I reject this idea that who Bernie Sanders was in the 1960s is irrelevant. Who you are and what you do, what you fought for, and who and what you fought against, is always relevant. Twenty and thirty and forty years from now, when people step up to lead, and run for office, what they did and where they were during the Black Lives Matter Movement will mean something. If what Bernie did in the sixties doesn’t matter now, then what you are doing right now doesn’t matter. But you and I know it does.
Dr. King once said, “The ultimate measure of a man is not where he stands in moments of comfort and convenience, but where he stands at times of challenge and controversy.”
Just a teenager, Bernie Sanders moved from his hometown of Brooklyn to Chicago at the height of the Civil Rights Movement. It was the most tumultuous and challenging time this nation had faced since the Civil War a hundred years earlier.
And most Americans, particularly most white Americans, remained silent. It was that silence, in the face of lynching, in the face of water hoses, in the face of bombings of homes and churches, in the face of assassinations, in the face of attack dogs being released on children, it was white silence that broke the heart of Dr. King as he languished in a Birmingham jail (read his letter here). It was that silence that he found told us more about the soul of America than the brutality and evil of this place.
Bernie loved Dr. King. And long before we used the phrase, Bernie had the notion that he needed to use his own white privilege to fight back against racism and bigotry and oppression and inequality. And that desire to hold this country to a higher standard began to well up in Bernie as a young student at the University of Chicago. He became the chairman of the university chapter of the Congress for Racial Equality (CORE) and merged the group with SNCC — the Student Non-Violent Coordinating Committee. Bernie literally helped lead the first known sit-in in at the University of Chicago, where 33 students camped outside of the President’s office — protesting segregating housing on campus.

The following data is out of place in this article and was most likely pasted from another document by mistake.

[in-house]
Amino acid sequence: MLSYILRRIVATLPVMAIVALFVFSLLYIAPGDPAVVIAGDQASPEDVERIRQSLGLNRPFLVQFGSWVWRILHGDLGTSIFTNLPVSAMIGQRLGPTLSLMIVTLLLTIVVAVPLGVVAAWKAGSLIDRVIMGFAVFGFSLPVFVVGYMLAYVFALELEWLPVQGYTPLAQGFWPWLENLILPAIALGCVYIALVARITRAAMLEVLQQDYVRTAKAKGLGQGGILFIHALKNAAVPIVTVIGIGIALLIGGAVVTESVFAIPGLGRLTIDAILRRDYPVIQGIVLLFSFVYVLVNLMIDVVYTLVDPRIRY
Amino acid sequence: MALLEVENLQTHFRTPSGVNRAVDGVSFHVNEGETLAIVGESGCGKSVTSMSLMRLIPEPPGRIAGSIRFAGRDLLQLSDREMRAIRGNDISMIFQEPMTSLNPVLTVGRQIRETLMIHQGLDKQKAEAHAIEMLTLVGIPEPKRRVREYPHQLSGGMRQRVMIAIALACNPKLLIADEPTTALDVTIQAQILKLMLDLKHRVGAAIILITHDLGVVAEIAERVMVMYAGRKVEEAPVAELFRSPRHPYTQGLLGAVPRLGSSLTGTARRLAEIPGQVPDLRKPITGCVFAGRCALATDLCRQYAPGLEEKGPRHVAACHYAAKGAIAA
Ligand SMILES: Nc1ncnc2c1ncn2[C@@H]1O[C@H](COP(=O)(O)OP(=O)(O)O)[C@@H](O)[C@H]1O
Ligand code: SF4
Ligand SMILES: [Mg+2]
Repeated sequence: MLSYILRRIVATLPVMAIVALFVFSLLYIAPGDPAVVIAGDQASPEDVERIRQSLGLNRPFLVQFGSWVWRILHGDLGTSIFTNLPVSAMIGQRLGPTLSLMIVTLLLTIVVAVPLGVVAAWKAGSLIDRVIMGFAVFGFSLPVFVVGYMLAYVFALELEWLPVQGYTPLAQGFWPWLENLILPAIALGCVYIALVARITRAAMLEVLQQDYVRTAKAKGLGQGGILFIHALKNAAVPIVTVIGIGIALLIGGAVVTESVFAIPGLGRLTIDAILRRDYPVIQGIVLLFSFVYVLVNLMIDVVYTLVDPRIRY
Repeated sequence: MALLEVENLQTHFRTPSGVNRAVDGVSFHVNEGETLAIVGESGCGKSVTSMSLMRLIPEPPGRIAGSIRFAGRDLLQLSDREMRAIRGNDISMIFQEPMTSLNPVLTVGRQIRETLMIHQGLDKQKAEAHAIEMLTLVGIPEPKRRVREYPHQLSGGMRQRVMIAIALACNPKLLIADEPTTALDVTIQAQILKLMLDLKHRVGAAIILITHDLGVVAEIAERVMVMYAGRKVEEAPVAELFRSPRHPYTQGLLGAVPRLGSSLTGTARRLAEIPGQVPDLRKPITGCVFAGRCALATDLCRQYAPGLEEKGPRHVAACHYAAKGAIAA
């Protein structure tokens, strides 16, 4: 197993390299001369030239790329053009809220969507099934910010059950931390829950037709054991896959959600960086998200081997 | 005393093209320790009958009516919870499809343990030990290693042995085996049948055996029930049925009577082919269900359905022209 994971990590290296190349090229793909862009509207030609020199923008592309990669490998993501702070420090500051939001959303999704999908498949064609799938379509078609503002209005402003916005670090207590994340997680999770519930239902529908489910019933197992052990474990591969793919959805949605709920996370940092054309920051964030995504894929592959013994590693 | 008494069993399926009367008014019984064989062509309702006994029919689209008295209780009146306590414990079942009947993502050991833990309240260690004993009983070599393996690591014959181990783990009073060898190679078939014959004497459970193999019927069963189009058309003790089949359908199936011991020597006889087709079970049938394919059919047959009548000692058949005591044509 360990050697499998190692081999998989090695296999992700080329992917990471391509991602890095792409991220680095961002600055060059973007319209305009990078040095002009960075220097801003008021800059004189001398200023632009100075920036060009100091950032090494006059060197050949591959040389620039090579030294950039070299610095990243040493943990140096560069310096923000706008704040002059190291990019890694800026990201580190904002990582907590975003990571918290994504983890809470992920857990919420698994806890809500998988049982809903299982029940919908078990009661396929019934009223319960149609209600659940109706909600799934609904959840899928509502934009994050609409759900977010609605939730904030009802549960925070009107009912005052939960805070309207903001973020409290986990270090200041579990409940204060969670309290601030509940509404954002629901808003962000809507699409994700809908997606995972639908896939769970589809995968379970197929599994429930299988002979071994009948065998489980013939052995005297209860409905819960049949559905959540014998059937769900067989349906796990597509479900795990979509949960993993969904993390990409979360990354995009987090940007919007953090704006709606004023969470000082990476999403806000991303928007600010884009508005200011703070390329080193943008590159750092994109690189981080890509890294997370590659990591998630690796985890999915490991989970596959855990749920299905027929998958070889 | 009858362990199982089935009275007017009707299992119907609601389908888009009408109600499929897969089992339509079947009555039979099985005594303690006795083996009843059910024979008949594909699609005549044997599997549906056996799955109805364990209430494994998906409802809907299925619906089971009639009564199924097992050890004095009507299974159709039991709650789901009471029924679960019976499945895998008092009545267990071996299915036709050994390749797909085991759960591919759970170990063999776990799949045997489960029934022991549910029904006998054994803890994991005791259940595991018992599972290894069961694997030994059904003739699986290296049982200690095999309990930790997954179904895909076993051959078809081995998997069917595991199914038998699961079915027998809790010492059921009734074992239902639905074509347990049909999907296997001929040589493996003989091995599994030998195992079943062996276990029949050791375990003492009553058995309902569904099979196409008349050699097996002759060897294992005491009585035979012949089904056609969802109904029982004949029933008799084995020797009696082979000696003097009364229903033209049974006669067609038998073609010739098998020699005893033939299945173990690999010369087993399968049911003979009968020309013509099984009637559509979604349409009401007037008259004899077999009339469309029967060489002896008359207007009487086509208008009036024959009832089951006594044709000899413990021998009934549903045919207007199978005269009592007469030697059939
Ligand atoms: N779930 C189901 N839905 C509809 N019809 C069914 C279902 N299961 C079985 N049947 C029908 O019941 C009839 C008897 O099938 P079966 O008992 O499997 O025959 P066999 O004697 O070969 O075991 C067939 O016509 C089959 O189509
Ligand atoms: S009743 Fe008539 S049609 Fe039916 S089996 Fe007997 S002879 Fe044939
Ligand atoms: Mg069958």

Bernie Sanders leading a sit-in on the campus of the University of Chicago
Disturbed by police brutality in Chicago, Bernie once spent the entire day blanketing the city with flyers on the issue — only to notice that he was being tracked by police who were following him and taking the flyers down.
Bernie hates telling these stories and has resisted using them for political capital across the years — even when advisors and others have told him it would boost his profile — he has refused. He does what he does because he cares. When I introduced Bernie at a rally in Los Angeles by sharing many of these stories, his own family came to me in tears saying that even they had never heard them before. He has always felt that what he did during the sixties paled in comparison to those who were beaten or lost their lives — and so he has kept some powerful stories to himself.